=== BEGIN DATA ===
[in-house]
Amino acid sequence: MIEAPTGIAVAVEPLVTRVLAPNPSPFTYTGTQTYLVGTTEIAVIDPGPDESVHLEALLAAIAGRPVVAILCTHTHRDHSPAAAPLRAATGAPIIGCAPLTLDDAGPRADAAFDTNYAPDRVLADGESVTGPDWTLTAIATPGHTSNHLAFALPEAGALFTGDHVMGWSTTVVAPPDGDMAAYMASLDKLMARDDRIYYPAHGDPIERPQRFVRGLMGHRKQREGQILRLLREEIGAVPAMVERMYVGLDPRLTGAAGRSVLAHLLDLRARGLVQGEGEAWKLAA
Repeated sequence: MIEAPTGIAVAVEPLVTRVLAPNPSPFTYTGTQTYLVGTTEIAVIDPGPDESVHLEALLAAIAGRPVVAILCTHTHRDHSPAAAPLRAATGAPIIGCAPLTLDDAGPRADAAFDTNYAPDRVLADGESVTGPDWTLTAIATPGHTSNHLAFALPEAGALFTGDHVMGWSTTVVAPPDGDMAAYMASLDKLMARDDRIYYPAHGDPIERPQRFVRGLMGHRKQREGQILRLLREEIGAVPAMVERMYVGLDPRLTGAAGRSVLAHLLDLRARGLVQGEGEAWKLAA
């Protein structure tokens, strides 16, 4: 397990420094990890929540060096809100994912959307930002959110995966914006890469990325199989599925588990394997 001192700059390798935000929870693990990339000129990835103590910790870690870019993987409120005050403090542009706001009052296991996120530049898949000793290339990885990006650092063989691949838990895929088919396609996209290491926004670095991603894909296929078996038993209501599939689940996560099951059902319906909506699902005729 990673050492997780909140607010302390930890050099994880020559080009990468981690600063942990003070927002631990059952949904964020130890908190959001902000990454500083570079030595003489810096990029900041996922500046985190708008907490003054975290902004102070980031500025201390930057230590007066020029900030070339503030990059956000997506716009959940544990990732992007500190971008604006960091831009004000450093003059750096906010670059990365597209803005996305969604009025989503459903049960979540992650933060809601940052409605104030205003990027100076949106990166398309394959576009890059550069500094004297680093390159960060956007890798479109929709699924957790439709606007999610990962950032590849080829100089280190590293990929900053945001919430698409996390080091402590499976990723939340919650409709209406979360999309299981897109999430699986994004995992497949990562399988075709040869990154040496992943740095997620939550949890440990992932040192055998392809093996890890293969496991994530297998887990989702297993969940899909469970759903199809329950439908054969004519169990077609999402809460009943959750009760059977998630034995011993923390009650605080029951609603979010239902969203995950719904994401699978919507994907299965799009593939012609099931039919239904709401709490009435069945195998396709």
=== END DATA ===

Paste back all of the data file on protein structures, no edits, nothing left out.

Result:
[in-house]
Amino acid sequence: MIEAPTGIAVAVEPLVTRVLAPNPSPFTYTGTQTYLVGTTEIAVIDPGPDESVHLEALLAAIAGRPVVAILCTHTHRDHSPAAAPLRAATGAPIIGCAPLTLDDAGPRADAAFDTNYAPDRVLADGESVTGPDWTLTAIATPGHTSNHLAFALPEAGALFTGDHVMGWSTTVVAPPDGDMAAYMASLDKLMARDDRIYYPAHGDPIERPQRFVRGLMGHRKQREGQILRLLREEIGAVPAMVERMYVGLDPRLTGAAGRSVLAHLLDLRARGLVQGEGEAWKLAA
Repeated sequence: MIEAPTGIAVAVEPLVTRVLAPNPSPFTYTGTQTYLVGTTEIAVIDPGPDESVHLEALLAAIAGRPVVAILCTHTHRDHSPAAAPLRAATGAPIIGCAPLTLDDAGPRADAAFDTNYAPDRVLADGESVTGPDWTLTAIATPGHTSNHLAFALPEAGALFTGDHVMGWSTTVVAPPDGDMAAYMASLDKLMARDDRIYYPAHGDPIERPQRFVRGLMGHRKQREGQILRLLREEIGAVPAMVERMYVGLDPRLTGAAGRSVLAHLLDLRARGLVQGEGEAWKLAA
């Protein structure tokens, strides 16, 4: 397990420094990890929540060096809100994912959307930002959110995966914006890469990325199989599925588990394997 001192700059390798935000929870693990990339000129990835103590910790870690870019993987409120005050403090542009706001009052296991996120530049898949000793290339990885990006650092063989691949838990895929088919396609996209290491926004670095991603894909296929078996038993209501599939689940996560099951059902319906909506699902005729 990673050492997780909140607010302390930890050099994880020559080009990468981690600063942990003070927002631990059952949904964020130890908190959001902000990454500083570079030595003489810096990029900041996922500046985190708008907490003054975290902004102070980031500025201390930057230590007066020029900030070339503030990059956000997506716009959940544990990732992007500190971008604006960091831009004000450093003059750096906010670059990365597209803005996305969604009025989503459903049960979540992650933060809601940052409605104030205003990027100076949106990166398309394959576009890059550069500094004297680093390159960060956007890798479109929709699924957790439709606007999610990962950032590849080829100089280190590293990929900053945001919430698409996390080091402590499976990723939340919650409709209406979360999309299981897109999430699986994004995992497949990562399988075709040869990154040496992943740095997620939550949890440990992932040192055998392809093996890890293969496991994530297998887990989702297993969940899909469970759903199809329950439908054969004519169990077609999402809460009943959750009760059977998630034995011993923390009650605080029951609603979010239902969203995950719904994401699978919507994907299965799009593939012609099931039919239904709401709490009435069945195998396709």